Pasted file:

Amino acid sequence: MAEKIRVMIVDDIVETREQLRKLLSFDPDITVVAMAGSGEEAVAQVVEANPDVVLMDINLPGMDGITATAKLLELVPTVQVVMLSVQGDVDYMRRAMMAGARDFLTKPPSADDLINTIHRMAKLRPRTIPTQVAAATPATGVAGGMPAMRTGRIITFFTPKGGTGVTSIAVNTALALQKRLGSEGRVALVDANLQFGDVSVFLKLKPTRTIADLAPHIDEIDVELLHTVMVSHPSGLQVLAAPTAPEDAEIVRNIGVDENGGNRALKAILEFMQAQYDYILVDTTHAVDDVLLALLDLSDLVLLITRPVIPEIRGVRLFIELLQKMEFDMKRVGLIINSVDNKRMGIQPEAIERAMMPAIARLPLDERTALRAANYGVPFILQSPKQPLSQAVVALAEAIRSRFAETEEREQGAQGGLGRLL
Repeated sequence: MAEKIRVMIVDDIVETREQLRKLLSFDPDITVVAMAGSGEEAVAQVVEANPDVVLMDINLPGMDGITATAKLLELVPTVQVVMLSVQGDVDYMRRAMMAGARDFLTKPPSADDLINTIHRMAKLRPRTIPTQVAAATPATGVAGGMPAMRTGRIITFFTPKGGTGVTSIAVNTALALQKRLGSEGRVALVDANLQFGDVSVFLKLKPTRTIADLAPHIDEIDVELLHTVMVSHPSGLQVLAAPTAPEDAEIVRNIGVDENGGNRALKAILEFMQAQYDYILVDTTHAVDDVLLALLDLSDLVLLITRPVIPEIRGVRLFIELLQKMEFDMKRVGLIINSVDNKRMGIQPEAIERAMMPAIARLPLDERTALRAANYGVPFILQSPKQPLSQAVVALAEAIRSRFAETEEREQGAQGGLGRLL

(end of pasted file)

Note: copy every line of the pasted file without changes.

Amino acid sequence: MAEKIRVMIVDDIVETREQLRKLLSFDPDITVVAMAGSGEEAVAQVVEANPDVVLMDINLPGMDGITATAKLLELVPTVQVVMLSVQGDVDYMRRAMMAGARDFLTKPPSADDLINTIHRMAKLRPRTIPTQVAAATPATGVAGGMPAMRTGRIITFFTPKGGTGVTSIAVNTALALQKRLGSEGRVALVDANLQFGDVSVFLKLKPTRTIADLAPHIDEIDVELLHTVMVSHPSGLQVLAAPTAPEDAEIVRNIGVDENGGNRALKAILEFMQAQYDYILVDTTHAVDDVLLALLDLSDLVLLITRPVIPEIRGVRLFIELLQKMEFDMKRVGLIINSVDNKRMGIQPEAIERAMMPAIARLPLDERTALRAANYGVPFILQSPKQPLSQAVVALAEAIRSRFAETEEREQGAQGGLGRLL
Repeated sequence: MAEKIRVMIVDDIVETREQLRKLLSFDPDITVVAMAGSGEEAVAQVVEANPDVVLMDINLPGMDGITATAKLLELVPTVQVVMLSVQGDVDYMRRAMMAGARDFLTKPPSADDLINTIHRMAKLRPRTIPTQVAAATPATGVAGGMPAMRTGRIITFFTPKGGTGVTSIAVNTALALQKRLGSEGRVALVDANLQFGDVSVFLKLKPTRTIADLAPHIDEIDVELLHTVMVSHPSGLQVLAAPTAPEDAEIVRNIGVDENGGNRALKAILEFMQAQYDYILVDTTHAVDDVLLALLDLSDLVLLITRPVIPEIRGVRLFIELLQKMEFDMKRVGLIINSVDNKRMGIQPEAIERAMMPAIARLPLDERTALRAANYGVPFILQSPKQPLSQAVVALAEAIRSRFAETEEREQGAQGGLGRLL